Callous-unemotional (CU) traits (e.g., lack of guilt or remorse, low empathy, shallow affect) are consistent with the core affective features of adult psychopathy and are an established risk factor for early emerging, persistent, and severe youth misconduct. CU traits reflect impairment in identified neurocognitive mechanisms that interfere with child socialization and predict poorer treatment outcomes, even with well-established treatments for disruptive behavior, and thus call for novel interventions. Prominent theories that attempt to account for the failure of those with CU traits to recognize, and respond appropriately to, others' emotional distress all emphasize fundamental deficits in affect sensitivity, including reduced attention toward and recognition of others emotional cues, particularly signals of distress (e.g., facial expressions of fear, sadness). On the other hand, high-CU youth show normal to exaggerated reward responsivity. We assert that impaired sensitivity for emotional distress cues (fear and/or sadness) is mechanistically linked to CU traits in children, and that by targeting facial affect sensitivity (FAS) directly via a computerized automated feedback and incentive system, we can exert downstream effects on CU traits. We thus propose an experimental therapeutics approach to develop and test a novel neurocognitive intervention for CU traits. The first phase (R61) of the proposed project will demonstrate, in a preliminary randomized controlled trial (RCT; N=30), that a new neurocognitive intervention (Facial Affect Sensitivity Training: FAST) can engage the target, FAS (measured primarily by FER accuracy for distress expressions, and secondarily by heightened eye gaze and neural activity) in children with elevated CU traits. We will examine individual growth rates and test slope differences between conditions (FAST v control). Target engagement will be defined as medium effect size (d > .40) in the comparison of FAST vs. no- treatment control on the primary target (distress FER). We will also aim to determine optimal dose parameters with regard to number of sessions for FER improvement (e.g., timing of local bump or decay, amount of change, when maximal change occurs), and participant satisfaction with session frequency, length, and number. In the R33 phase, we aim to replicate target engagement with a new, larger high-CU sample, and evaluate feasibility and preliminary efficacy of FAST, in the context of an RCT (N = 50) in which FAST is compared to an active control condition (ACC; implicit eye gaze training), including examining downstream change in CU traits. If the FAST intervention improves FER and reduces CU traits, such training in early childhood could help interrupt the developmental cascade toward antisocial outcomes.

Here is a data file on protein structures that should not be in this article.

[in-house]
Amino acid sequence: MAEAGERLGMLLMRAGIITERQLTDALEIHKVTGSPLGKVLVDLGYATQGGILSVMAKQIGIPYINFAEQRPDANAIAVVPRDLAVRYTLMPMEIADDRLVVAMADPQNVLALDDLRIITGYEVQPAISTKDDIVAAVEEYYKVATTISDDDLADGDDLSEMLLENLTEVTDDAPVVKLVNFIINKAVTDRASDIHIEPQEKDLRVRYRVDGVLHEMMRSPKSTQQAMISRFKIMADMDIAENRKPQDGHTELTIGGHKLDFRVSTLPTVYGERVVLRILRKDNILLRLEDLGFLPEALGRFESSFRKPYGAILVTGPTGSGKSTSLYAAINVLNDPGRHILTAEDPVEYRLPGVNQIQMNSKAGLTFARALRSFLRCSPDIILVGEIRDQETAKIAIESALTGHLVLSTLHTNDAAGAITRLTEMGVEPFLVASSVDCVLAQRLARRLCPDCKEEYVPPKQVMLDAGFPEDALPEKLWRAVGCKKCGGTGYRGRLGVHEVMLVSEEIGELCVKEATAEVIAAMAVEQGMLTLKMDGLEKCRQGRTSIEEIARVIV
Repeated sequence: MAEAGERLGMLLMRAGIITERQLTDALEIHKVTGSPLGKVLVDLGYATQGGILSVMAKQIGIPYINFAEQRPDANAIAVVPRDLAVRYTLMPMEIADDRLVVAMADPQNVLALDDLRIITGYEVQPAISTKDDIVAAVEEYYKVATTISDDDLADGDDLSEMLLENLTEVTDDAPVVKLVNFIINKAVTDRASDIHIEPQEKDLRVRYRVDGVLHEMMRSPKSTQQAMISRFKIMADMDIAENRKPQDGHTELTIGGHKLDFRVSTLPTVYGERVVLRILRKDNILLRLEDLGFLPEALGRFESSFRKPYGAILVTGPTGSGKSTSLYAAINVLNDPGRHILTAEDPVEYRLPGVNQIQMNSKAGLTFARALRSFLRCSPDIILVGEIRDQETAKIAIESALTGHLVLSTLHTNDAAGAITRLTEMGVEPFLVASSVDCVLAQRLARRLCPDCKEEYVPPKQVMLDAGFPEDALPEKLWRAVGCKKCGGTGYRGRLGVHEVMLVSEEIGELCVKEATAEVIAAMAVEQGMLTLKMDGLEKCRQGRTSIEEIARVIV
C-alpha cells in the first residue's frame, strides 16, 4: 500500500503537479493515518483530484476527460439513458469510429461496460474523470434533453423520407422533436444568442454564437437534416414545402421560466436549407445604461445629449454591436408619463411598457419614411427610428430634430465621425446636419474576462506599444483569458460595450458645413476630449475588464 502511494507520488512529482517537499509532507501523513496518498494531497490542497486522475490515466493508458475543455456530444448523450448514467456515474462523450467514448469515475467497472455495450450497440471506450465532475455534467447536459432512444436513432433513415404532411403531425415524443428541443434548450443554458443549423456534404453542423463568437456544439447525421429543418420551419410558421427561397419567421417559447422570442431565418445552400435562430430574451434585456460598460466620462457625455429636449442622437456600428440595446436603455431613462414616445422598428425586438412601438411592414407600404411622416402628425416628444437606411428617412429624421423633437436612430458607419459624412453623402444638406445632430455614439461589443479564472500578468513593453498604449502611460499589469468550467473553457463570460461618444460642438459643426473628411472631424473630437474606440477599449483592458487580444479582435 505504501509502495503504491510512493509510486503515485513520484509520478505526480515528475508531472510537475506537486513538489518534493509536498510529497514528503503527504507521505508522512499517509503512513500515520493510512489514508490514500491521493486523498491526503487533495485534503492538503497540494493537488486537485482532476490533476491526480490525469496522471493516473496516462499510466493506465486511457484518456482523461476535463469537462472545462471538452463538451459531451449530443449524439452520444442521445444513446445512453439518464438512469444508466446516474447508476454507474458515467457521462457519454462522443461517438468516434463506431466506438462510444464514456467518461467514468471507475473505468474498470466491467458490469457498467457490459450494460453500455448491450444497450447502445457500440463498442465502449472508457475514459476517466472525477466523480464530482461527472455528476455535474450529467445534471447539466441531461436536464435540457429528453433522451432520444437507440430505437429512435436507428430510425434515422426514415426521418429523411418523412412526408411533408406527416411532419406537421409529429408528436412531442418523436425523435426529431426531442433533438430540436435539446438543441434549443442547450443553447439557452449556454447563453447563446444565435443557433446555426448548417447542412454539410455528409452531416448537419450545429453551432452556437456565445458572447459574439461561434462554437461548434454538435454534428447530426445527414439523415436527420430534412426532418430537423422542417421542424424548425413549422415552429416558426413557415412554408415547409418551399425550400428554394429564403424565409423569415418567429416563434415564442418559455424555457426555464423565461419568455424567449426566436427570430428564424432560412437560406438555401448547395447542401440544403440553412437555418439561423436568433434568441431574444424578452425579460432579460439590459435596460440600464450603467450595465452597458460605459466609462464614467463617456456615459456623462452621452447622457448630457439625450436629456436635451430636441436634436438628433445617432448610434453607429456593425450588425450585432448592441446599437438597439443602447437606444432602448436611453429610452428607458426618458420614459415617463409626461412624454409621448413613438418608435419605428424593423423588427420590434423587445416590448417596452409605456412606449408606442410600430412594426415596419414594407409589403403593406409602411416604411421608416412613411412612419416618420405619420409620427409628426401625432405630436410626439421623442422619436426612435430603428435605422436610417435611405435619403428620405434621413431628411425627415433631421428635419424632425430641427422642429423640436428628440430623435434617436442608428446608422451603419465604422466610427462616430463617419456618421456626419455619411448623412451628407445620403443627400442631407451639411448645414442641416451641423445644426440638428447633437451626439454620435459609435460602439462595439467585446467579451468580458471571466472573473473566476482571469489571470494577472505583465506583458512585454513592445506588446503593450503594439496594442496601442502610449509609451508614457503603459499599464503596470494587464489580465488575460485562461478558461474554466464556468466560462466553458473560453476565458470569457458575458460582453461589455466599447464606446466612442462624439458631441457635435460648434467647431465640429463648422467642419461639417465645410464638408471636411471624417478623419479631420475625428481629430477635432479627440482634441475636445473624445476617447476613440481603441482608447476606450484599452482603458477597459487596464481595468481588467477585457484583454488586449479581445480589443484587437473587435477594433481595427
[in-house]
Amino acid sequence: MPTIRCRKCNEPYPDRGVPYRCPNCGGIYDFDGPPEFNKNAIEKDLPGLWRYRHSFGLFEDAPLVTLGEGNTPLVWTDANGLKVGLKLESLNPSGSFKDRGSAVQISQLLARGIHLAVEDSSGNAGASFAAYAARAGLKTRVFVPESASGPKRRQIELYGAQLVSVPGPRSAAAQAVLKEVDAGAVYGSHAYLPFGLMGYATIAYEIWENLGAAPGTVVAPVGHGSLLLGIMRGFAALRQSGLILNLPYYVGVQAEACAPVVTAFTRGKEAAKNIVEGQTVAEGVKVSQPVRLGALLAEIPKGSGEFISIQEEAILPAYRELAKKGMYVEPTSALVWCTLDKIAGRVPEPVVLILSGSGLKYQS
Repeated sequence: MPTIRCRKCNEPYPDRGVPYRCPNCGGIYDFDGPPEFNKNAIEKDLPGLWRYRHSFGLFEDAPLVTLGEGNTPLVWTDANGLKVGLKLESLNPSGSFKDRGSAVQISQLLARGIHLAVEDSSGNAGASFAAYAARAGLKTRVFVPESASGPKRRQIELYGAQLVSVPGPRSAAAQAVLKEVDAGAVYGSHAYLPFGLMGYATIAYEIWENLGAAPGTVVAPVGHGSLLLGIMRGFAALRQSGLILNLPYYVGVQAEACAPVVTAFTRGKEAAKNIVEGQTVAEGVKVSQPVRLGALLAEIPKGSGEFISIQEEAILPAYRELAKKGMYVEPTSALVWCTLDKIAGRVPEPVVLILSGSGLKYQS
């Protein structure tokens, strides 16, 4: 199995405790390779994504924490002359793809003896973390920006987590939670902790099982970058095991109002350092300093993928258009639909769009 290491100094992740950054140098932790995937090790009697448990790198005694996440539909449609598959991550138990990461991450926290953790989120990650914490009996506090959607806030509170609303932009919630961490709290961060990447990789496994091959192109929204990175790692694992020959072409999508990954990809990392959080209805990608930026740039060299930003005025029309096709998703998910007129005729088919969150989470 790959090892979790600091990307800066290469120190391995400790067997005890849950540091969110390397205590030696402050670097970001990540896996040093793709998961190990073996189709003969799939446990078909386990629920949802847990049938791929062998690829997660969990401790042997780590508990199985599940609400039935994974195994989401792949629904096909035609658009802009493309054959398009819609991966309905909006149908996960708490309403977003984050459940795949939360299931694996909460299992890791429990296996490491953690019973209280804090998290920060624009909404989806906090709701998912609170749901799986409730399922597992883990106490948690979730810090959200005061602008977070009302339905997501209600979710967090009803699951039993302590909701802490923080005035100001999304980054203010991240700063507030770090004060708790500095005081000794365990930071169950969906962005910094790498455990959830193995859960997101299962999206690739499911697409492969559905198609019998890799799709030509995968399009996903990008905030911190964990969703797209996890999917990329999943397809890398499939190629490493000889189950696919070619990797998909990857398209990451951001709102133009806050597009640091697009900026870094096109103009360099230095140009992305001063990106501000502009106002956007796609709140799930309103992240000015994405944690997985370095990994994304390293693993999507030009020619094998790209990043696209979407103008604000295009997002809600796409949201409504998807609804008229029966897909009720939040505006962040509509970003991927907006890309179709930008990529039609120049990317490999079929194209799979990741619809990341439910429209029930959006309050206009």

Public Health Relevance

Certain traits in children such as shallow emotions and lack of empathy or remorse, otherwise known as callous-unemotional (CU) traits, increase their risk for violent antisocial behavior and seem to reflect difficulties in recognizing distress-related expressions like fear and sadness. We assert that impaired facial affect sensitivity (FAS) to others' emotional distress is linked to the development of CU traits in children and that, by targeting FAS directly, in particular, facial emotion recognition (FER) for distress, we can exert downstream effects on CU. We propose a new treatment for CU traits, in which we have a clear treatment target (FER) that we will improve and, in turn, reduce CU behaviors.

National Institute of Health (NIH)
National Institute of Mental Health (NIMH)
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Special Emphasis Panel (ZMH1)
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Garvey, Marjorie A
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University of Alabama in Tuscaloosa
Schools of Arts and Sciences
United States
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